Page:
▲ Heavy fog on the first day of the Ballantine's Championship at Pinx Golf Club left palyer, staff and spectators waiting while paly was suspended for more than six hours. Photo by Brian Miller
Golf is a fickle sport, with even the best of players capable of having bad days when nothing seems to go right. Jeju’s weather is equally fickle, and will be a major factor in the decision whether the island will host the Ballantine’s Championship in 2011, as it has done for the past three years. After fog delayed play for more than six hours in the first round of the tournament on Thursday, directors took the unusual step of announcing at that early stage that “the completion of 72 holes within the required time is not feasible,” so the championship would be decided over three rounds (54 holes). Coming on the back of two previous years of bad weather, that could mean Jeju may not get another chance to host Korea’s only European Tour event, which has been held at Pinx Golf Club since the inaugural tournament in 2008.
Ken Lindsay, international brand ambassador for Ballantine’s and himself a “happy amateur” golfer, has been with the company for 20 years, but this year was his first involvement with the championship. “The great news is,” he said, “we’ve com-mitted to another three years” of holding the tournament in Korea. “Whether or not it’s going to be Jeju or whether it’s going to be another location, we’re not absolutely certain. We’ve been dogged by really, really bad weather here over the last couple of years and it’s obviously very unpredictable. Last year, it was torrential rain and hurricanes and wind.”
The venue decision will not be made for some months yet.
“We have a central marketing team based in London for Ballantine’s and they’ll be reviewing with the local guys, with the European committee and the team that they work out the contract with, and we hope to have a decision in June.”
Lee Cheol Heon, director of the sports industry promotional department of the Jeju provincial government, said the Ballantine’s Championship is the biggest sports event the island hosts. Sports tourism accounts for approximately 30 percent of Jeju’s total tourism revenue, he said, and golf tourism is a large component of that.
▲ Ken Lindsay, international brand ambassador for Ballantine's. Photo by Tracie Barrett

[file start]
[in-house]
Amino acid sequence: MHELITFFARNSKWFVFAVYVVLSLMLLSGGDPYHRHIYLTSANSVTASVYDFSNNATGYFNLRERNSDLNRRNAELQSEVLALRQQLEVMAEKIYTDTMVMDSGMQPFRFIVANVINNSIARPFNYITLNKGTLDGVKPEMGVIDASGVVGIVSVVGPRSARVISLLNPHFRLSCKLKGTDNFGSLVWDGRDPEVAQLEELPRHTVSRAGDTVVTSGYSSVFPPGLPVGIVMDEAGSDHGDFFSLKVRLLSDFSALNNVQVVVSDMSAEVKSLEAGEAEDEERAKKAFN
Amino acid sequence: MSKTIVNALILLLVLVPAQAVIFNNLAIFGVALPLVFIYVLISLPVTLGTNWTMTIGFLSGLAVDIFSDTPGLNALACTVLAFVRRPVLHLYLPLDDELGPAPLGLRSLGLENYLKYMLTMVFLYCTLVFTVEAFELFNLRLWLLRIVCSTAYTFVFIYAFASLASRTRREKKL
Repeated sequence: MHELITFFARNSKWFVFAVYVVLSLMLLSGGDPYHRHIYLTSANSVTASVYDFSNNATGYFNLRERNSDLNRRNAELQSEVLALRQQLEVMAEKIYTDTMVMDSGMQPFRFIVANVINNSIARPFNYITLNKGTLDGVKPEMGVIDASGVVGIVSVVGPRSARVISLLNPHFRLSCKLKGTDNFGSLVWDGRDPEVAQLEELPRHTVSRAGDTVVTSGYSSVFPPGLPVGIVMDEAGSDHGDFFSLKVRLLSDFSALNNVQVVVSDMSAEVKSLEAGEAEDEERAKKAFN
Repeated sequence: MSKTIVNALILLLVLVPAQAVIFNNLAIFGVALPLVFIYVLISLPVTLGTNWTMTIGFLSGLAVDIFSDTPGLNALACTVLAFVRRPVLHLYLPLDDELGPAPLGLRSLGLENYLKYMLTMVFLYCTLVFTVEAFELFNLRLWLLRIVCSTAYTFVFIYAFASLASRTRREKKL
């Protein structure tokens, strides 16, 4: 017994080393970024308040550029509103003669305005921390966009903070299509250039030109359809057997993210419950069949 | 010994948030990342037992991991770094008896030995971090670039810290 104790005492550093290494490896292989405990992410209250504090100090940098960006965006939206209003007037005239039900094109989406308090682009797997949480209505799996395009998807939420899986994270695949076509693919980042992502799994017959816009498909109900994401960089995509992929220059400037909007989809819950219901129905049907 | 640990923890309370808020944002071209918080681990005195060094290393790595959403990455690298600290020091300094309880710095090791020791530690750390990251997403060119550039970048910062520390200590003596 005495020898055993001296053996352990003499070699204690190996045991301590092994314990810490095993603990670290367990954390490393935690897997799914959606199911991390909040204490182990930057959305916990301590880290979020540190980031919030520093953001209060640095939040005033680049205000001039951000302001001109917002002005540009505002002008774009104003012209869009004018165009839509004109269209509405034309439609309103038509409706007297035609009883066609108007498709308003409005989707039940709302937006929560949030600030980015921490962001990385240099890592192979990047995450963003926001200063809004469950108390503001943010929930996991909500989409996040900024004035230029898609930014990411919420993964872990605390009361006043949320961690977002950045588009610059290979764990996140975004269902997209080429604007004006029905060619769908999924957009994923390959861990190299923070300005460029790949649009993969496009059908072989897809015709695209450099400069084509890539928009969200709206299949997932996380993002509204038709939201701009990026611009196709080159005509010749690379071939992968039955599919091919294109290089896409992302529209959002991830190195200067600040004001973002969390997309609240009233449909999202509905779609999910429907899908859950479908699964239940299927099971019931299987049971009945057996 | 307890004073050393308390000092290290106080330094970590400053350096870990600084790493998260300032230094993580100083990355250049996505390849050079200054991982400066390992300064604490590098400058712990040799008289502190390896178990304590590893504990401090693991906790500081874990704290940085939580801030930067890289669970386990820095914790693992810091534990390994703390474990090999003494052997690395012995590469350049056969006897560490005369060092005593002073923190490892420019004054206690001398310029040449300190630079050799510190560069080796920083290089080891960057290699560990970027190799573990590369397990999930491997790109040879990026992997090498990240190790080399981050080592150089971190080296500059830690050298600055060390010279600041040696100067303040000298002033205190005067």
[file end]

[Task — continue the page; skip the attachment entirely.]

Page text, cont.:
“This year alone, 31 small to big golf events have taken place or will take place in Jeju,” Lee said. “Approximately 52,000 golfers and visitors are expected to attend and among them, 30,000 might be from the mainland or abroad. The expected tourism revenue arising from this is 150 billion won.”
He added that the international media exposure had an “immeasurable” effect on Jeju’s brand image, something that was obvious to any viewer who saw the island featured on the major television sports channels over the weekend.
Lindsay, from Ballantine’s, agreed, and said the event was “a fantastic showcase for Jeju.” The championship is also the biggest sponsorship for the premium Scotch whisky brand and its parent company Pernod Ricard and has a 2.2 million euro ($2.94 million) prize purse.
“It doesn’t do any harm to have the Ballantine’s Championship [on Jeju]” he said. “We’re covered on Sky Sports 1, Sky Sports 2, CNN - all the major sports channels are here - and I think it gives a chance for people to see Jeju the island and look at it as a possible holiday tourist destination, which it already is of course. I think it’s a very close and a very good working relationship that we’ve managed to develop over the last two or three years.”
There were “a whole range of reasons” for choosing Jeju as the venue, he added. “First of all, great hotel facilities, and they’re right next to Pinx. And a fantastic course and an amazing location _ you have the views, you have the scenery but also the actual quality of the course was a major factor. And the fact that all the facilities and the support system around Pinx is conducive to running a major tournament.”
The golfers he’d spoken to enjoyed playing the course, with the European players, in particular, at home with Jeju’s unpredictable weather conditions. “Those that had been here last year, with the really brutal winterish conditions - blowing gales and torrential rain and storms - said that they hoped for kinder weather this year, but they do love the course and they find it a really good challenge and a fantastically organized tournament,” Lindsay said.
The event drew a gallery of 6,500 spectators in 2008; 7,000 in ’09 and increased again to more than 8,000 on the final day this year.
That number could be even larger on the mainland, however, said Park Hyo Jong (Harrison), a VIP guest at the champion-ship. As the UPS air export department head, Park is an expert on transportation logistics and said getting to Jeju was “difficult.” “The mainland would be more accessible for the gallery,” he said, and suggested that the Sky 72 Golf Course near Incheon International Airport would be easier for both players and spectators to get to.
That may be so, but Ballantine’s brand director Peter Moore said the company is “not chasing numbers for the sake of it.” Atmosphere was also important, he said, and too large a gallery could detract from that. “We’re here because it’s a great place to hold the event,” he said.
Jeju can only hope such sentiments, and two final days of beautiful spring weather at the 2010 championship are enough to sway the vote in the island’s favor when the decision is made come June on where the Ballantine’s Championship 2011 will tee off.
ⓒ Jeju Weekly 2009 (http://www.jejuweekly.com)
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